Besides responding to external military threats, the WOT will, according to the Defense Ministry, help strengthen Poland's "patriotic and Christian foundations".[10]

Poland is divided into 16 Voivodeships. The Territorial Defence Troops follow the administrative division with a brigade formed in each voievodship. The exception is the Masovian, which has two territorial defence brigades due to the significance of the capital Warsaw. For mobilisation duties and liaison to the local authorities there is a Voievodship Military Staff in each of the 16 voievodships and the territorial brigades's HQs are located nearby. The commander of the Territorial Defence Troops is a brigade general and the brigades are commanded by colonels.

Each brigade also has a command, a signals, a combat engineer and a logistical company, carrying the brigade's number.

Tasks of the Territorial Defense Forces[edit]

The Territorial Defense Forces are dedicated to:[11]

  • Conducting defense activities in cooperation with the Operational Forces and supporting elements of the non-military system.
  • Carrying out unconventional activities, anti-sabotage and offensive landing.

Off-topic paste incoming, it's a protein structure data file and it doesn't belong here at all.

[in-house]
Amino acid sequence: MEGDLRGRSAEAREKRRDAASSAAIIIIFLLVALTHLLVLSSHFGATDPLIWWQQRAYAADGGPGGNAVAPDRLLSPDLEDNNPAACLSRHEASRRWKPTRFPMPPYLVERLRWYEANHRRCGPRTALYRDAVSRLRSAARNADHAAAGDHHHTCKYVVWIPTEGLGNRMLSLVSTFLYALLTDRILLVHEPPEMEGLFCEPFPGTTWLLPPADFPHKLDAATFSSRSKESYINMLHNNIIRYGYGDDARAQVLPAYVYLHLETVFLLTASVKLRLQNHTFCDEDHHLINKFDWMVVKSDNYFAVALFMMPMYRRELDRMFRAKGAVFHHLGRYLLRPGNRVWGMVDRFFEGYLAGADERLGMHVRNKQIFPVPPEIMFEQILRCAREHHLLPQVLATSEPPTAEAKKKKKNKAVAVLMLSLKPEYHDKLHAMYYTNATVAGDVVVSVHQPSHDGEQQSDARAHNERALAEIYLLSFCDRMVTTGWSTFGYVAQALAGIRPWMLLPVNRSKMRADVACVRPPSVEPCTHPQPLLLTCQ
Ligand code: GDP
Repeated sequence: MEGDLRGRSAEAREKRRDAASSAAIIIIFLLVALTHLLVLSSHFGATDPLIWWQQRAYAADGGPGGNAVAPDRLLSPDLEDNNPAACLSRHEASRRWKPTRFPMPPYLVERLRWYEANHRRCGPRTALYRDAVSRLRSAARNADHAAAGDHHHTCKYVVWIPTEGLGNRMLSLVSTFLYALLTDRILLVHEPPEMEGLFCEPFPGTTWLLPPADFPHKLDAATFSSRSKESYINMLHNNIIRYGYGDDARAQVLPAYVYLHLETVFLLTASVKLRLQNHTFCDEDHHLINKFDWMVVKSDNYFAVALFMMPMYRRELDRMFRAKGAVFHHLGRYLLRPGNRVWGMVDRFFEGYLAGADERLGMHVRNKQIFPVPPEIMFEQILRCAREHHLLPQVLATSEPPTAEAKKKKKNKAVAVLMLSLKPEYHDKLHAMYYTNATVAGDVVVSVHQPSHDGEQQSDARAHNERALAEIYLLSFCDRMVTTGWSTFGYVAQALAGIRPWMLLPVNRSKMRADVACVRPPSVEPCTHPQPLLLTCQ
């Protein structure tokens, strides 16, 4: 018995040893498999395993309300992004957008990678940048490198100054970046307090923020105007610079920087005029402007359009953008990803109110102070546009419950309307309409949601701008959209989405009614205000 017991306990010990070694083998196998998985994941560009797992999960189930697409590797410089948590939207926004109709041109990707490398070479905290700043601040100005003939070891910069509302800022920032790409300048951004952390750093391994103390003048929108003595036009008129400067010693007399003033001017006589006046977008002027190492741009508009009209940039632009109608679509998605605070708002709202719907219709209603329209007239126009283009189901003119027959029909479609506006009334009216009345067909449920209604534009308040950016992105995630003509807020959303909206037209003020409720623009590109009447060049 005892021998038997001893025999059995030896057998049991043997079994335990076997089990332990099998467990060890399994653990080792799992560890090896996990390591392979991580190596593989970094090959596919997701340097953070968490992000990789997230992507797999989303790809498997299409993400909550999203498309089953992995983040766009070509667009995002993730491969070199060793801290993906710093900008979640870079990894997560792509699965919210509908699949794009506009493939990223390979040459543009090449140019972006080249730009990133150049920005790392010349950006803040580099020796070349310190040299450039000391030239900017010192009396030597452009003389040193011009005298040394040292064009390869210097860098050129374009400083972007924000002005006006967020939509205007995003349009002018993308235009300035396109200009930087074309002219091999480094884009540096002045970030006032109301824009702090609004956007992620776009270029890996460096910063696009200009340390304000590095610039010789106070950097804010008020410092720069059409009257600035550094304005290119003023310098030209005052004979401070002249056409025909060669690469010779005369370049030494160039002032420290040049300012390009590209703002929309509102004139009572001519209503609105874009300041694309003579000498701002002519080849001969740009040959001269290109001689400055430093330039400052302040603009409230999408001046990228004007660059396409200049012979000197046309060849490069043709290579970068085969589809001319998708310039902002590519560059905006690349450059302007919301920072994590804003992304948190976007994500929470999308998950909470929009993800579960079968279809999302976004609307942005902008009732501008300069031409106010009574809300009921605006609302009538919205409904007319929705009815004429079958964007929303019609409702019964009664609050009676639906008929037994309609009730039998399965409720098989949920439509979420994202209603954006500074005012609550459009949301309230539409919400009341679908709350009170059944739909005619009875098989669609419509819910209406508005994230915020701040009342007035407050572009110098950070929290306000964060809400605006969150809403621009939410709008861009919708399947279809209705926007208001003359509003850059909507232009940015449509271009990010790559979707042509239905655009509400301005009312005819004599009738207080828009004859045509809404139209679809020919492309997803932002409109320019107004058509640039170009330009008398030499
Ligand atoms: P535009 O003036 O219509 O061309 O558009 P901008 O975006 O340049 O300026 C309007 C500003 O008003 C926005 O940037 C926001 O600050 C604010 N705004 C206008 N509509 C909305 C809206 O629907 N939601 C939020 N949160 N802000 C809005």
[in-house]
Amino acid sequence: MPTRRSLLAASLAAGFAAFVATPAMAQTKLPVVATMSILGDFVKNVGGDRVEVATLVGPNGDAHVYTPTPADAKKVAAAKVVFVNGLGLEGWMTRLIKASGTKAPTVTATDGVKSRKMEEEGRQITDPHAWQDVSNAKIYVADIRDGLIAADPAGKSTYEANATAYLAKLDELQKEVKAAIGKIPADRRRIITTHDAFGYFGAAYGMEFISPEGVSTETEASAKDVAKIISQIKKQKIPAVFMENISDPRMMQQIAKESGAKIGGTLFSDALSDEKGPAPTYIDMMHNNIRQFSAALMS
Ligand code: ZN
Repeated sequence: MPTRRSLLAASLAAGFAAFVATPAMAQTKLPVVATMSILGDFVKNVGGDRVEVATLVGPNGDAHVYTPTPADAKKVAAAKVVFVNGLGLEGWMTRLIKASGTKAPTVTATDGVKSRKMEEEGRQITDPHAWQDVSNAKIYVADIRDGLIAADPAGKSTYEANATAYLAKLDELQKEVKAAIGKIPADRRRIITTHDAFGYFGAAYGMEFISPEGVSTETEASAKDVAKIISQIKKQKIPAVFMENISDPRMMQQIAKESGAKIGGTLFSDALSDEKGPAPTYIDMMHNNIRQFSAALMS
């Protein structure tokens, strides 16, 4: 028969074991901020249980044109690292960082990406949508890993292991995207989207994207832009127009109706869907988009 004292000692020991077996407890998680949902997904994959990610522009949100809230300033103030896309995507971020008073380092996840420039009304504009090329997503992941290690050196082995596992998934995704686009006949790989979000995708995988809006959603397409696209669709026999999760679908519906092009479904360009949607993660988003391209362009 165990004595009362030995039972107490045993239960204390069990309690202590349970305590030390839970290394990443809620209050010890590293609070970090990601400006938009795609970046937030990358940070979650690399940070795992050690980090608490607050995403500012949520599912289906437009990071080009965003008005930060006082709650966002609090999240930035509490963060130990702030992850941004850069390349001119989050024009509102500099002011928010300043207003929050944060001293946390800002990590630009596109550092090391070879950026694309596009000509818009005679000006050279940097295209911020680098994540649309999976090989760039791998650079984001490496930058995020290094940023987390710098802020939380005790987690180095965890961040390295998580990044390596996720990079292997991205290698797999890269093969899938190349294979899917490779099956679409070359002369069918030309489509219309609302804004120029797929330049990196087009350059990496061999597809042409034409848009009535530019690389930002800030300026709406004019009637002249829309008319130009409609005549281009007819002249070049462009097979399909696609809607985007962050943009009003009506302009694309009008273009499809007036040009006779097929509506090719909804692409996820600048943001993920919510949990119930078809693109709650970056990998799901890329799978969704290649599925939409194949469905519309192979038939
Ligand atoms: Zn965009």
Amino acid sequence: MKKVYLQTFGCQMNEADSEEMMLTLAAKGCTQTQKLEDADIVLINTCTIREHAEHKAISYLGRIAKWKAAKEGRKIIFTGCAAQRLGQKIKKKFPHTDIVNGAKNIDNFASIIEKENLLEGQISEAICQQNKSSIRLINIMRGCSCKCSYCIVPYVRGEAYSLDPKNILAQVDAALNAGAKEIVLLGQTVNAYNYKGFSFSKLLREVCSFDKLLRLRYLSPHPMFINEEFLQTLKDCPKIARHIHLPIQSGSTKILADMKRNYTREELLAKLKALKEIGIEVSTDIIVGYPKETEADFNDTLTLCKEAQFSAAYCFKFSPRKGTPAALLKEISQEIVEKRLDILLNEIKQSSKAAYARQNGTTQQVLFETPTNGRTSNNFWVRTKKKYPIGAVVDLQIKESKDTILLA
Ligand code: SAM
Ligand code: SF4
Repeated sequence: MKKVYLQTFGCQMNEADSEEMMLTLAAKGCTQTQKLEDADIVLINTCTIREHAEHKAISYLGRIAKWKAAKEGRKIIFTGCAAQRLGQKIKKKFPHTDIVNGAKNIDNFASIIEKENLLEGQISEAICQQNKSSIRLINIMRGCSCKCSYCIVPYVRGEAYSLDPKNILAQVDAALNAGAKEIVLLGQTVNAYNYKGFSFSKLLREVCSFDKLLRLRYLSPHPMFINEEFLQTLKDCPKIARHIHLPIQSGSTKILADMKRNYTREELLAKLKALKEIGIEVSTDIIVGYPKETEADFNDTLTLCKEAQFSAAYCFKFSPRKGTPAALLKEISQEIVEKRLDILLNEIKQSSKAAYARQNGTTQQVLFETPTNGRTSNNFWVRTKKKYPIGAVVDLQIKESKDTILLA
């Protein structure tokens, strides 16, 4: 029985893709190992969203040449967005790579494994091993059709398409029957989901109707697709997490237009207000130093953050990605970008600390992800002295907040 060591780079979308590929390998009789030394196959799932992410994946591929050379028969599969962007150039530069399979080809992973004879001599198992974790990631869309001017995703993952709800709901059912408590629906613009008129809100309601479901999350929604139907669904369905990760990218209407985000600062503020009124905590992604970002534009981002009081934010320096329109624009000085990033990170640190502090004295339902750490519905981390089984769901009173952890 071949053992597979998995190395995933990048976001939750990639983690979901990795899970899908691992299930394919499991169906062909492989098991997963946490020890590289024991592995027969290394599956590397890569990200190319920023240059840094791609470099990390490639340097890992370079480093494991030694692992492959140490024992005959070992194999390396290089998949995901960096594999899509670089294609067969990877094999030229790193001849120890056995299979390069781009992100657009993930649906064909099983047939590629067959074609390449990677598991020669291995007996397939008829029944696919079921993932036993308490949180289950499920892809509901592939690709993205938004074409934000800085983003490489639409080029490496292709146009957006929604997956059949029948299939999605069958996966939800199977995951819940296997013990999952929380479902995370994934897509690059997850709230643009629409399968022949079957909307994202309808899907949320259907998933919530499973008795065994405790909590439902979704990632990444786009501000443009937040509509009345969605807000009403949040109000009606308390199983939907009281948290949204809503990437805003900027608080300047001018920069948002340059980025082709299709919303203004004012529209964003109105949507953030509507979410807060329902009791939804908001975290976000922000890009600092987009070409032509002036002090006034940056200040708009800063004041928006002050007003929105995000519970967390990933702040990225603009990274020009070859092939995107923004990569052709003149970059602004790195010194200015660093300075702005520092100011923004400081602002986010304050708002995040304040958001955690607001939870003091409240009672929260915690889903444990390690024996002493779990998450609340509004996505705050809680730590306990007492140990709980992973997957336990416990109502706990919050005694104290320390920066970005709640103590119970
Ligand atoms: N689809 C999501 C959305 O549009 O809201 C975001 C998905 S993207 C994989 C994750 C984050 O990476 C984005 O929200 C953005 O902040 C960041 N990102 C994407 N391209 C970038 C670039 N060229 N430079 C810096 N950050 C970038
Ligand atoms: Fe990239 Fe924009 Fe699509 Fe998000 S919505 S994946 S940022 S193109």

• Participate in safeguarding the reception and development of allied reinforcement forces in commanded areas.
  • Implementation of projects in the area of: Crisis Management, the eradication of natural disasters and the elimination of their effects, property protection, search and rescue operations.

See also[edit]

References[edit]

  1. ^ Ministry of National Defence of the Republic of Poland (10 May 2017). "Territorial Defence Forces". Official website of the Ministry of National Defence of the Republic of Poland. Retrieved 6 July 2017.
  2. ^ https://www.defence24.pl/rosnie-stan-osobowy-wojsk-obrony-terytorialnej
  3. ^ Piotr, Szymański (20 Mar 2015). "The Baltic states' Territorial Defence Forces in the face of hybrid threats". The Centre for Eastern Studies (OSW). Retrieved 6 July 2017.
  4. ^ "Poland to stand up Territorial Defence Force". Jane's. 22 March 2016. Retrieved 3 June 2016.
  5. ^ "Polish MoD Discusses The National Reserve Forces Reform And The Territorial Defence Units. 11 Thousand Recruits Registered For Training". Defence24. 15 July 2015. Retrieved 3 June 2016.
  6. ^ "The Signing of the Territorial Defense Concept". mon.gov.pl. Ministry of National Defence of Poland. Retrieved 3 June 2016.
  7. ^ a b "Poland plans paramilitary force of 35,000 to counter Russia". BBC News. 3 June 2016. Retrieved 3 June 2016.
  8. ^ Day, Matthew (25 January 2016). "Poland to establish 46,000-strong national guard in the face of war in eastern Ukraine". The Daily Telegraph. Retrieved 3 June 2016.
  9. ^ "Poland To Spend $14.5 Billion For Military Procurement From 2017-2022". Defense Talk.com. 7 Dec 2016. Missing or empty |url= (help); |access-date= requires |url= (help)
  10. ^ "MON w Sejmie: Wiara chrześcijańska polskich żołnierzy gwarantem bezpieczeństwa Polski". Newsweek Polska. 10 March 2016. Retrieved 3 June 2016.
  11. ^ https://www.mon.gov.pl/obrona-terytorialna/o-nas/zadania-wot-n2016-12-27/